Politically speaking, the Bank’s scary assessment of no-deal (pound crash, interest rates hike, worst economic shock since 1930s) gives May the ammunition she needs to warn Tory MPs that leaving the EU without a deal would be highly damaging. Before the Liaison Committee, the PM stuck to her line that no deal was the default option if the Commons voted down her plans. The Government’s own long-term analysis yesterday was pretty imprecise, but its main message seemed to be that May’s deal would produce only ‘slightly’ less growth than if we’d stayed in the EU. And it’s true that although the figures show GDP would be 1% lower by 2024 than if there’d been a Remain vote, that’s really not that huge over five years. An honest-to-god recession (caused by another global crisis or who knows what) would inflict much worse damage.

Still, one worrying bit of the Government’s analysis was an admission that new international trade deals would add a teeny, weeny 0.2% to our GDP. No.10 shrugged its shoulders when asked about this yesterday, repeating the line that people had voted to Leave so that was that. A £26bn increase in borrowing caused by May’s deal was another nasty buried away in the stats. Today, Jo Johnson makes a speech warning that if this Brexit deal goes wrong it would damage the Tories’ reputation for economic competence so much that they risk a 1997-style landslide defeat at the hands of Labour.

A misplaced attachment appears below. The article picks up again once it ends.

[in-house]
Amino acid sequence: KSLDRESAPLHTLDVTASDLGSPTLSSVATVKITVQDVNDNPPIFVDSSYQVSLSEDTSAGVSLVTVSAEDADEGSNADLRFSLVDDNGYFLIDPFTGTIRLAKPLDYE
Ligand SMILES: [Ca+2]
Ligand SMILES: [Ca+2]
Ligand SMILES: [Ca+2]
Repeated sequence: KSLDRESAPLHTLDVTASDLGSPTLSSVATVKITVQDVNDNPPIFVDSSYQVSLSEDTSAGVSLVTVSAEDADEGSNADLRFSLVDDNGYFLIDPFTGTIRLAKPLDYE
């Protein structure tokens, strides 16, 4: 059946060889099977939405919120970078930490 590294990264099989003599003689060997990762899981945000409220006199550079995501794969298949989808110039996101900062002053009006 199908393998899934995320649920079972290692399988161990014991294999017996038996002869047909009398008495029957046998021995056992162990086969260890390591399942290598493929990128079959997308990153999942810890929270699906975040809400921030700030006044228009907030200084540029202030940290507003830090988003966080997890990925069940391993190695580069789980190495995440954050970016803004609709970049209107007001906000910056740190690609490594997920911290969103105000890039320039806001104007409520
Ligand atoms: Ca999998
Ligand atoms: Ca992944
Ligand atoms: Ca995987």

3.  HEALTH CHEQUE

‘Security’ is the Government’s theme of the day for Brexit – as predicted on the No.10 PR ‘grid’ leaked to Politico’s Tom McTague. Home Office Minister Ben Wallace has duly underlined the unprecedented security agreements hammered out between the UK and EU.  But the grid also reveals that ‘money’ is the theme for this coming Monday. Which is very interesting in itself, mainly because it means that the NHS has been dumped as the big item that day.

HuffPost UK had the scoop last night that May has shelved a planned visit to a Leeds hospital to launch the NHS 10-year plan, alongside Health Secretary Matt Hancock. The long-awaited announcement has been put on ice until after the meaningful vote in the Commons, NHS England sources told us. Hancock has previously promised the plan ‘before Christmas’ but there is worry that if May still hasn’t got her Brexit deal passed by Parliament, it could even slip into the New Year.